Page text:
The global trade landscape is complex and there are so many codes that you need to decode. Well, they do sound extensive but they are meant to simplify the trade business as this industry operates on such a massive scale. One such code in global trade is the HS Code. Before we dive into the importance of the HS Code in imports and exports, let’s first understand what HS code means.
The World Customs Organization (WCO) developed the HS code which stands for Harmonized System. The code was designed as a multipurpose global product nomenclature that describes what type of good is being shipped. In the present types, it is mandatory for customs officials to use the HS code system in clearing every product that enters, leaves, or crosses international borders. In a way, you can look at the HS code as a final exam that goods go through in the shipping journey, to arrive at the final destination.
Importance of HS Code in Import-Export Business
Widely Used in International Trade:
The very fact that 98% of goods that pass through international trade are classified in terms of HS code, speaks volumes about its crucial role in the industry. 200 countries and other economies around the world are using the HS code for import and HS code for shipping, to gather global trade statistics. Furthermore, it is fundamentally being used as a basis for customs tariffs.
Used by Public & Private Companies:
Not only the government organizations but the private firms and global companies are also following this system. Right from monitoring, updating, optimizing controlled goods, trade policies, freight tariffs, price monitoring, quota controls, to economic research and analysis, HS codes are widely utilized.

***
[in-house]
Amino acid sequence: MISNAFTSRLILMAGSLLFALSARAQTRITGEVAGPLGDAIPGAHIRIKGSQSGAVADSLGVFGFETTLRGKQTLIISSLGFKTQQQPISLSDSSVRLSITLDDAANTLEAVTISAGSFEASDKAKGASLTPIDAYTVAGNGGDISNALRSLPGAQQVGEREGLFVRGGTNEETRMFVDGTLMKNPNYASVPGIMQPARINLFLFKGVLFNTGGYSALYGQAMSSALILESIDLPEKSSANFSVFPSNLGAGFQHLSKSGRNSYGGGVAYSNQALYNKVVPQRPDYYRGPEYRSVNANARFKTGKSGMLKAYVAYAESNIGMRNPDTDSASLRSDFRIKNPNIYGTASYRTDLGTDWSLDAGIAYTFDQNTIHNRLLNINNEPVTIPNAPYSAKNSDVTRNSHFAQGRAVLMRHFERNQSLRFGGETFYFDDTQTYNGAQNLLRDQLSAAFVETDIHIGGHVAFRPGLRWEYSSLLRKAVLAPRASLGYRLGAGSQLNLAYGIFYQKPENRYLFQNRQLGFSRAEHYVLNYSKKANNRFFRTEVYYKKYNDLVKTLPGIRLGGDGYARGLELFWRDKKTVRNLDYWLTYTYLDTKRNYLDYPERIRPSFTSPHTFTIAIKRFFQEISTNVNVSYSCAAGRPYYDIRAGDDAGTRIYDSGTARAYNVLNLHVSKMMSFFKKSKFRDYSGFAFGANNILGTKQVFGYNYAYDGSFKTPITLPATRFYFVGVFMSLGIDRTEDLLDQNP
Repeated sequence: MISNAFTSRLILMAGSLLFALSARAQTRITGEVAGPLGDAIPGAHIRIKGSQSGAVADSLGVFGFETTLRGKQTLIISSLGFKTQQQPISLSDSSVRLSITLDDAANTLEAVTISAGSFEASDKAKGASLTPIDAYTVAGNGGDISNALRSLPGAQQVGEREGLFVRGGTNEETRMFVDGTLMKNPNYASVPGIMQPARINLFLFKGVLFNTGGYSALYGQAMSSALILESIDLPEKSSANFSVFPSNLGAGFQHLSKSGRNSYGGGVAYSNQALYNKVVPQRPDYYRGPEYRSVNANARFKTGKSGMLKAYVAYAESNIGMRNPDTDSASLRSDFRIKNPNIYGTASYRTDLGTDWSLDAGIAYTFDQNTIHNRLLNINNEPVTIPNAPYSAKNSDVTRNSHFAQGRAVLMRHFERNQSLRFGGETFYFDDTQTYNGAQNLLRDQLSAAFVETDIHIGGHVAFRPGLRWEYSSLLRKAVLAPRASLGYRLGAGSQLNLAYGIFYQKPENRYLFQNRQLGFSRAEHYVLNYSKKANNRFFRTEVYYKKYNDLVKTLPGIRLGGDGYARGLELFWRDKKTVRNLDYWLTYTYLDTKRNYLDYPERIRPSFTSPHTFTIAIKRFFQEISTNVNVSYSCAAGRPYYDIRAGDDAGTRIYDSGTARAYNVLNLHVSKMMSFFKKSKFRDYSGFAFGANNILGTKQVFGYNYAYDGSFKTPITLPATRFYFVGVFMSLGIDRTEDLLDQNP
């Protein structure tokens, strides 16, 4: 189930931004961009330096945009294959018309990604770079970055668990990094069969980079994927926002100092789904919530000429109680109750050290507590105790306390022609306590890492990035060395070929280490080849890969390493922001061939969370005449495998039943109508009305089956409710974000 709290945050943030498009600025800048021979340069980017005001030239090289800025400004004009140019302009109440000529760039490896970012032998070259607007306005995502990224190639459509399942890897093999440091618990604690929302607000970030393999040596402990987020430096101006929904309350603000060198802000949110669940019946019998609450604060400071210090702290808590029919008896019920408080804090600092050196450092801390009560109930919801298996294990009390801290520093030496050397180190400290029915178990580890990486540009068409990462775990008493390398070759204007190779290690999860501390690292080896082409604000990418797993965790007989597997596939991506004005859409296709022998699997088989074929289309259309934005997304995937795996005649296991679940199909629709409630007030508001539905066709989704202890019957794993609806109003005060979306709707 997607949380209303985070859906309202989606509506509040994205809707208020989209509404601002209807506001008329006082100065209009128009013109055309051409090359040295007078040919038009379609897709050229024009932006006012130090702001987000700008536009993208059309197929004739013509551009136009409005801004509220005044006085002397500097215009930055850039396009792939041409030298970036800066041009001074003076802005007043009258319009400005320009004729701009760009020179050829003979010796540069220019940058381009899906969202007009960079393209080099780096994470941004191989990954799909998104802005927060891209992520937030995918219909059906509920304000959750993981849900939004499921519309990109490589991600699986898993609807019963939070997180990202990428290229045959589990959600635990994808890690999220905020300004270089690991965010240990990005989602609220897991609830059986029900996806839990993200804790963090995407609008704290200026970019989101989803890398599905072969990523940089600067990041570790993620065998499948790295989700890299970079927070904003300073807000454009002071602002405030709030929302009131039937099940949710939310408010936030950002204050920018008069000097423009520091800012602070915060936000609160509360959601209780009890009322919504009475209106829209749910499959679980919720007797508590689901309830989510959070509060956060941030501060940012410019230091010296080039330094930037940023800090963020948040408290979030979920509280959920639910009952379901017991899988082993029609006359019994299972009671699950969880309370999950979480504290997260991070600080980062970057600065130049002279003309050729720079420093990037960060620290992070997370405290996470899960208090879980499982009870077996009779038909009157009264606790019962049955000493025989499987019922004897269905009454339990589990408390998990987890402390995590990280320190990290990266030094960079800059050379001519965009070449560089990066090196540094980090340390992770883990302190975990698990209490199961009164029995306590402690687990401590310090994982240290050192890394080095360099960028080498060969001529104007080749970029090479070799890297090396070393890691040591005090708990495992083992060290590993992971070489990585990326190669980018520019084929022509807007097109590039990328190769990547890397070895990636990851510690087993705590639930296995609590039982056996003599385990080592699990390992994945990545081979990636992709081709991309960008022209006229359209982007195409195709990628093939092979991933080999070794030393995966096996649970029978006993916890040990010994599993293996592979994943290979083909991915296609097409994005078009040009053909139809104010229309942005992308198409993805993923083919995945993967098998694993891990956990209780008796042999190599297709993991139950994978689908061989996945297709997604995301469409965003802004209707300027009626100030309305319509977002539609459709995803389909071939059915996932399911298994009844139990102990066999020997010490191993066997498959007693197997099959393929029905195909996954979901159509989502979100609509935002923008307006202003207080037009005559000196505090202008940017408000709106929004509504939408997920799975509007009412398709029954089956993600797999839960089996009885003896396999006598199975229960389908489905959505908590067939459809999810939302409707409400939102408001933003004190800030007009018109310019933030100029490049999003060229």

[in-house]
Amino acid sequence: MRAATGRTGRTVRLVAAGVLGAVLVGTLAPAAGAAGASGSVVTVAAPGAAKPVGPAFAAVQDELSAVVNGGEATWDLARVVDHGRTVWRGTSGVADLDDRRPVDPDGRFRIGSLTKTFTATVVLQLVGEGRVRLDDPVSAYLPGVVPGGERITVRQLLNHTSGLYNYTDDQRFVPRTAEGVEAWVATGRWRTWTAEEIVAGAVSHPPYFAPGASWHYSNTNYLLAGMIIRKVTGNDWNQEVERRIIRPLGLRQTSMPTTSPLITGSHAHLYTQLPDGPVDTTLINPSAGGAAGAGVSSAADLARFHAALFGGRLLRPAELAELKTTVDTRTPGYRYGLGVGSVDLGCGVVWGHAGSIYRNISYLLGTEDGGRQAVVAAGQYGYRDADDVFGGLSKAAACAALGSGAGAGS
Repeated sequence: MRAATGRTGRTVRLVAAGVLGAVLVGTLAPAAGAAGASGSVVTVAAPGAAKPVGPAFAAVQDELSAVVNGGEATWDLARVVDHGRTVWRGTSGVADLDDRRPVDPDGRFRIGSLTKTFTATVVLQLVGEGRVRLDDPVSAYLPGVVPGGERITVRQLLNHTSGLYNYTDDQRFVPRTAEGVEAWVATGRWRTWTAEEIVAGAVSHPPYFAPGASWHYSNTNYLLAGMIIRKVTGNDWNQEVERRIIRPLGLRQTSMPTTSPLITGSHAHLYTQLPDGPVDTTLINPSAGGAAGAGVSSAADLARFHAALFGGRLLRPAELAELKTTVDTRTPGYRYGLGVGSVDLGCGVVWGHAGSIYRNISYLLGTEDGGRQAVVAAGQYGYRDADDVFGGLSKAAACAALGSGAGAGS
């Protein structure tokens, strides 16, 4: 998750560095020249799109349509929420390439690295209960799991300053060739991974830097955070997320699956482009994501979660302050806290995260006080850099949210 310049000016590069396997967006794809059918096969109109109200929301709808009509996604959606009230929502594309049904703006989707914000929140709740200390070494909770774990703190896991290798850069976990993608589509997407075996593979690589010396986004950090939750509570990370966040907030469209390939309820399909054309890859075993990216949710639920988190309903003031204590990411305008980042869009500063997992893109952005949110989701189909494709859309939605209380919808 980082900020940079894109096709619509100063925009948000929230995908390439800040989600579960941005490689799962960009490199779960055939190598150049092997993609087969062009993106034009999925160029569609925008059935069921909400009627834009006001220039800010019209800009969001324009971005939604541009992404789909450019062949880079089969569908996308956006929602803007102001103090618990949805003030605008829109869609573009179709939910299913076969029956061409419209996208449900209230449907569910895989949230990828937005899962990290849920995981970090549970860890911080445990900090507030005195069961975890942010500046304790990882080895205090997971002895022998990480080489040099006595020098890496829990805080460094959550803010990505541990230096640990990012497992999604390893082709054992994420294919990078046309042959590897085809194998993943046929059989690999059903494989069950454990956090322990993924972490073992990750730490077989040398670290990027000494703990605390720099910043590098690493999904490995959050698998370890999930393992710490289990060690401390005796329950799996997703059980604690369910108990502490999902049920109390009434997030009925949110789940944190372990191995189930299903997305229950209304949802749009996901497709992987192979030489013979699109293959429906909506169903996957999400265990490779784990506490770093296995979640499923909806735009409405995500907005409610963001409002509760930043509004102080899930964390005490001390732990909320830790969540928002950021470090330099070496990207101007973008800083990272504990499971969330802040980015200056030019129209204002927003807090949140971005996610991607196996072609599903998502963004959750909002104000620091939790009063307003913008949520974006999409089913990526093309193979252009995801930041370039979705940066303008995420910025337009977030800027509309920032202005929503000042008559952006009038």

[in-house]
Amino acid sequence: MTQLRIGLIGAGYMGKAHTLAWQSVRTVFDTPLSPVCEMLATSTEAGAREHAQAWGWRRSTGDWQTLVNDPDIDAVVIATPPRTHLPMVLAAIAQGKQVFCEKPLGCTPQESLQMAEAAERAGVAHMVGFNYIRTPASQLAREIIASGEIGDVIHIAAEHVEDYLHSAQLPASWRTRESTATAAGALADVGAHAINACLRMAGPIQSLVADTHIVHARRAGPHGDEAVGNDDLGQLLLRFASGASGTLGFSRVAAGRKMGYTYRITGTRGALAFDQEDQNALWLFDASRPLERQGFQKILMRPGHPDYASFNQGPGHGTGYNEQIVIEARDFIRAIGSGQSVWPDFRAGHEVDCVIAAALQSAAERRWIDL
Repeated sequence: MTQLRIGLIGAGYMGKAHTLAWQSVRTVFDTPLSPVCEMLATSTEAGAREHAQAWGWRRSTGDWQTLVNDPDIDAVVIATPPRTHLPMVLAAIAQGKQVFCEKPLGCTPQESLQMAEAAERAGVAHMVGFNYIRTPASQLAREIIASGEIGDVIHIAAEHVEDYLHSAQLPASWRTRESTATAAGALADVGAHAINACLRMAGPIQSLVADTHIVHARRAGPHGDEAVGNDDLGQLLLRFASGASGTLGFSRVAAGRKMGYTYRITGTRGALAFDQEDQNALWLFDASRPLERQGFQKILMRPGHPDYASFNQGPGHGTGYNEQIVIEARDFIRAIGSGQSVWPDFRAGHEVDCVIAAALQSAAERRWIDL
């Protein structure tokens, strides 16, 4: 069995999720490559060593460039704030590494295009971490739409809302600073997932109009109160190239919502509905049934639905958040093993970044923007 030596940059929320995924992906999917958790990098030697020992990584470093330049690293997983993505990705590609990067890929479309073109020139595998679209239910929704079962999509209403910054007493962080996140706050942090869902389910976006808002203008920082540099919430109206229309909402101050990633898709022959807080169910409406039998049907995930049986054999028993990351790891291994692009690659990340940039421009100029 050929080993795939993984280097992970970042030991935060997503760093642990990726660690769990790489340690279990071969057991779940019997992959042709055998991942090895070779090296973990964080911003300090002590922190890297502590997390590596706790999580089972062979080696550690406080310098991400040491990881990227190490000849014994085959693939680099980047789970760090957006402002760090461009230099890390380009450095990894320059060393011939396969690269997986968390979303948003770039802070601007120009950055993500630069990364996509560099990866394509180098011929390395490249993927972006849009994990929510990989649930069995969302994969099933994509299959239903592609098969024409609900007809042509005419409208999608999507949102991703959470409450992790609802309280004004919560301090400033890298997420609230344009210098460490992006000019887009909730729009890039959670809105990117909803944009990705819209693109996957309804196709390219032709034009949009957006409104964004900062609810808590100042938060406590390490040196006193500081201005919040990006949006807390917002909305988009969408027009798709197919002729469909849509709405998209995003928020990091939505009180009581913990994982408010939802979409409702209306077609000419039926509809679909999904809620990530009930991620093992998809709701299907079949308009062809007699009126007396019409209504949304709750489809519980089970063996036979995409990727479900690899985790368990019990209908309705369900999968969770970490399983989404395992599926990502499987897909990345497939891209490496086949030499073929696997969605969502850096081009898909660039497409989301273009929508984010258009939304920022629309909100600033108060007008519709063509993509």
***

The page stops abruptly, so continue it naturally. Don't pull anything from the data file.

You can refer to the HS codes as a universal economic language and an indispensable tool for global trade. This further emphasizes the importance of HS code in importing and exporting.
HS Code: A Legal Responsibility for Importers & Exporters
No business would want to risk its reputation, particularly in a global market. If you are indulging in shipping goods without assigning an HS code, you are only asking for trouble. In such a case, all parties involved have to pay a heavy price – not just in monetary terms. You must consider these aspects and understand how there is a legal responsibility link with HS code classification.
Concerns with Duty Tariffs:
Duty Tariffs are a critical point in the shipping process and they are closely connected to the HS codes. Not assigning HS codes can be extremely risky for your business. Nobody likes antidumping and countervailing duties as well, which are also related to HS codes.
Importer Security Filing (ISF):
When it comes to Importer Security Filing, one of the most effective ways to comply with its requirements is to provide the HS code for import within the purchase order.
Risk of Delays in Shipment:
Delays and storage charges are too great a risk for businesses as they might lead to damaging the goods altogether. This happens only when customs officials are unable to classify shipment correctly when the corresponding HS codes are missing.
Compliances & Regulations:
As the trade regulations get stringent to ensure fairness and safety, missing HS codes can reflect inaccuracy which would further cost a heavy amount of duty for the importers.